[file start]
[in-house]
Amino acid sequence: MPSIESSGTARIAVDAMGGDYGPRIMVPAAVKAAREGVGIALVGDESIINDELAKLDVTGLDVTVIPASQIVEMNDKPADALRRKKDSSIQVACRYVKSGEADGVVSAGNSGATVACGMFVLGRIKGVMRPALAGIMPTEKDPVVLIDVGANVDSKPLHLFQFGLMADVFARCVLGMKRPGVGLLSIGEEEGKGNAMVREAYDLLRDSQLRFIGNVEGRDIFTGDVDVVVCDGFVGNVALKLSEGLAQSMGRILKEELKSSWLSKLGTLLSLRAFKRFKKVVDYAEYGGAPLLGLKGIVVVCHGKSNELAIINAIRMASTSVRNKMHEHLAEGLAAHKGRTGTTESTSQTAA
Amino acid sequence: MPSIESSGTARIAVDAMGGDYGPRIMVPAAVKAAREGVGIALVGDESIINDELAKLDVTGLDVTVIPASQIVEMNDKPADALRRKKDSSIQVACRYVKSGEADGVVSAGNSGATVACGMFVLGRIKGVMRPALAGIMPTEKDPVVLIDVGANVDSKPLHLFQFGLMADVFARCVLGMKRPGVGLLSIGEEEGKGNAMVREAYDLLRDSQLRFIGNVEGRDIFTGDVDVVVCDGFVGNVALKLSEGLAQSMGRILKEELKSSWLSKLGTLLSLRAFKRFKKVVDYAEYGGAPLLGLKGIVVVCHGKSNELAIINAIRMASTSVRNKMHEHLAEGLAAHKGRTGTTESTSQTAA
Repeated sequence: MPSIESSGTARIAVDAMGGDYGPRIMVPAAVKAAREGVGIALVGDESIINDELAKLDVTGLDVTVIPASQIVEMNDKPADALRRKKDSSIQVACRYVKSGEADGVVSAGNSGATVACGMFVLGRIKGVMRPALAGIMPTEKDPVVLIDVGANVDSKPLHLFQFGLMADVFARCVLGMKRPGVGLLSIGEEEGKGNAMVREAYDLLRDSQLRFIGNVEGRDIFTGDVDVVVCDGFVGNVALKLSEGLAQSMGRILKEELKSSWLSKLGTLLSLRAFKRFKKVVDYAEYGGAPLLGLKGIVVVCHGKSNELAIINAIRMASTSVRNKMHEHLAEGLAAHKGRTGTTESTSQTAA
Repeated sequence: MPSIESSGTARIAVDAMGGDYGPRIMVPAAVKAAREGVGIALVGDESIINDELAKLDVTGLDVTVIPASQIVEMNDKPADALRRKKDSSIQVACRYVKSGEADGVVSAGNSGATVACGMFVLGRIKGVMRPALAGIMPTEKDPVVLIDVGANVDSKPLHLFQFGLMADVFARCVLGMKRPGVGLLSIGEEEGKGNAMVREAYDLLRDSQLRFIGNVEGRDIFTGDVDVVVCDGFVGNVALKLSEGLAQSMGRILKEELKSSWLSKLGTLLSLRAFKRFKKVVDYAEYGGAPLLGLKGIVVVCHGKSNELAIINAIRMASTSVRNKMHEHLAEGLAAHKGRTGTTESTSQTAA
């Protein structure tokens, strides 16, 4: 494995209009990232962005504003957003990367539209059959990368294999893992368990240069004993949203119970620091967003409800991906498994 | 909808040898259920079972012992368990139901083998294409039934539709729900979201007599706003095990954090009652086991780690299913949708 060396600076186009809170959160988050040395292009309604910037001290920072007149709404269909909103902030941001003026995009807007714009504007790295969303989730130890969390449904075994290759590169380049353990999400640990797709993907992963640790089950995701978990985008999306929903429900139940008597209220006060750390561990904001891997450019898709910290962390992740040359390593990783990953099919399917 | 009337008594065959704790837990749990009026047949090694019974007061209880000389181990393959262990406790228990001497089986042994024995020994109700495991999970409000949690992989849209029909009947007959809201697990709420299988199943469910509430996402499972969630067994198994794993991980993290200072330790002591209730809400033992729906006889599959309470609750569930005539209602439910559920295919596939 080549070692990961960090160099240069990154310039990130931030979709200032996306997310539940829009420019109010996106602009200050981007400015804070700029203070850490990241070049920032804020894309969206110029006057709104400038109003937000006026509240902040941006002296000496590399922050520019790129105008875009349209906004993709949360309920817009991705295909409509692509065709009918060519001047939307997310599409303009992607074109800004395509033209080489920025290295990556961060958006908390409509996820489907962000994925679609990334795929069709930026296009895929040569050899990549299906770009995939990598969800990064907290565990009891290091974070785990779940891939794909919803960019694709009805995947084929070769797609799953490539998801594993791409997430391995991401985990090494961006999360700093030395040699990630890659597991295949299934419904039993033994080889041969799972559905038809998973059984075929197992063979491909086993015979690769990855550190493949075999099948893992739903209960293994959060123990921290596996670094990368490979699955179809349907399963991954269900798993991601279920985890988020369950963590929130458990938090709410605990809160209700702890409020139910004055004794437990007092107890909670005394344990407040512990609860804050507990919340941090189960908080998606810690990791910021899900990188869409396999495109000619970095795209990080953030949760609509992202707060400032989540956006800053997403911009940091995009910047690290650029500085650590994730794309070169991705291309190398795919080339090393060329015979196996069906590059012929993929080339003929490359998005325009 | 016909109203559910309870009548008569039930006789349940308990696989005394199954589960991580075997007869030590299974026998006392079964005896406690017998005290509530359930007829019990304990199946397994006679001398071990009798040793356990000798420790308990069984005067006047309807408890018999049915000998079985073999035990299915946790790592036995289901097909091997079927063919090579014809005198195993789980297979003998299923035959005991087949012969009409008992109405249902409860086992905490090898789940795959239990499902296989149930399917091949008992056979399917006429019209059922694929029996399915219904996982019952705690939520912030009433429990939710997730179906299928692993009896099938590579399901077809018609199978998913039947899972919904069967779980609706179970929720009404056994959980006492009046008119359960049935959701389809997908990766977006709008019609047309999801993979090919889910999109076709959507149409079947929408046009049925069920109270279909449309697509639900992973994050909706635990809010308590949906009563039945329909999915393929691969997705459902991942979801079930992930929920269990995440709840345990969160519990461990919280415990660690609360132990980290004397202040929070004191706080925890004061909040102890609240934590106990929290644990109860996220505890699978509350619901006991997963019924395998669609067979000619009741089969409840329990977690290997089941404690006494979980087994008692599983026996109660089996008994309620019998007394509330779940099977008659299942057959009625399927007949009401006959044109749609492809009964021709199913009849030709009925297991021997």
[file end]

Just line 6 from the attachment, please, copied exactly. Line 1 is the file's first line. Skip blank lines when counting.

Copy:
């Protein structure tokens, strides 16, 4: 494995209009990232962005504003957003990367539209059959990368294999893992368990240069004993949203119970620091967003409800991906498994 | 909808040898259920079972012992368990139901083998294409039934539709729900979201007599706003095990954090009652086991780690299913949708 060396600076186009809170959160988050040395292009309604910037001290920072007149709404269909909103902030941001003026995009807007714009504007790295969303989730130890969390449904075994290759590169380049353990999400640990797709993907992963640790089950995701978990985008999306929903429900139940008597209220006060750390561990904001891997450019898709910290962390992740040359390593990783990953099919399917 | 009337008594065959704790837990749990009026047949090694019974007061209880000389181990393959262990406790228990001497089986042994024995020994109700495991999970409000949690992989849209029909009947007959809201697990709420299988199943469910509430996402499972969630067994198994794993991980993290200072330790002591209730809400033992729906006889599959309470609750569930005539209602439910559920295919596939 080549070692990961960090160099240069990154310039990130931030979709200032996306997310539940829009420019109010996106602009200050981007400015804070700029203070850490990241070049920032804020894309969206110029006057709104400038109003937000006026509240902040941006002296000496590399922050520019790129105008875009349209906004993709949360309920817009991705295909409509692509065709009918060519001047939307997310599409303009992607074109800004395509033209080489920025290295990556961060958006908390409509996820489907962000994925679609990334795929069709930026296009895929040569050899990549299906770009995939990598969800990064907290565990009891290091974070785990779940891939794909919803960019694709009805995947084929070769797609799953490539998801594993791409997430391995991401985990090494961006999360700093030395040699990630890659597991295949299934419904039993033994080889041969799972559905038809998973059984075929197992063979491909086993015979690769990855550190493949075999099948893992739903209960293994959060123990921290596996670094990368490979699955179809349907399963991954269900798993991601279920985890988020369950963590929130458990938090709410605990809160209700702890409020139910004055004794437990007092107890909670005394344990407040512990609860804050507990919340941090189960908080998606810690990791910021899900990188869409396999495109000619970095795209990080953030949760609509992202707060400032989540956006800053997403911009940091995009910047690290650029500085650590994730794309070169991705291309190398795919080339090393060329015979196996069906590059012929993929080339003929490359998005325009 | 016909109203559910309870009548008569039930006789349940308990696989005394199954589960991580075997007869030590299974026998006392079964005896406690017998005290509530359930007829019990304990199946397994006679001398071990009798040793356990000798420790308990069984005067006047309807408890018999049915000998079985073999035990299915946790790592036995289901097909091997079927063919090579014809005198195993789980297979003998299923035959005991087949012969009409008992109405249902409860086992905490090898789940795959239990499902296989149930399917091949008992056979399917006429019209059922694929029996399915219904996982019952705690939520912030009433429990939710997730179906299928692993009896099938590579399901077809018609199978998913039947899972919904069967779980609706179970929720009404056994959980006492009046008119359960049935959701389809997908990766977006709008019609047309999801993979090919889910999109076709959507149409079947929408046009049925069920109270279909449309697509639900992973994050909706635990809010308590949906009563039945329909999915393929691969997705459902991942979801079930992930929920269990995440709840345990969160519990461990919280415990660690609360132990980290004397202040929070004191706080925890004061909040102890609240934590106990929290644990109860996220505890699978509350619901006991997963019924395998669609067979000619009741089969409840329990977690290997089941404690006494979980087994008692599983026996109660089996008994309620019998007394509330779940099977008659299942057959009625399927007949009401006959044109749609492809009964021709199913009849030709009925297991021997």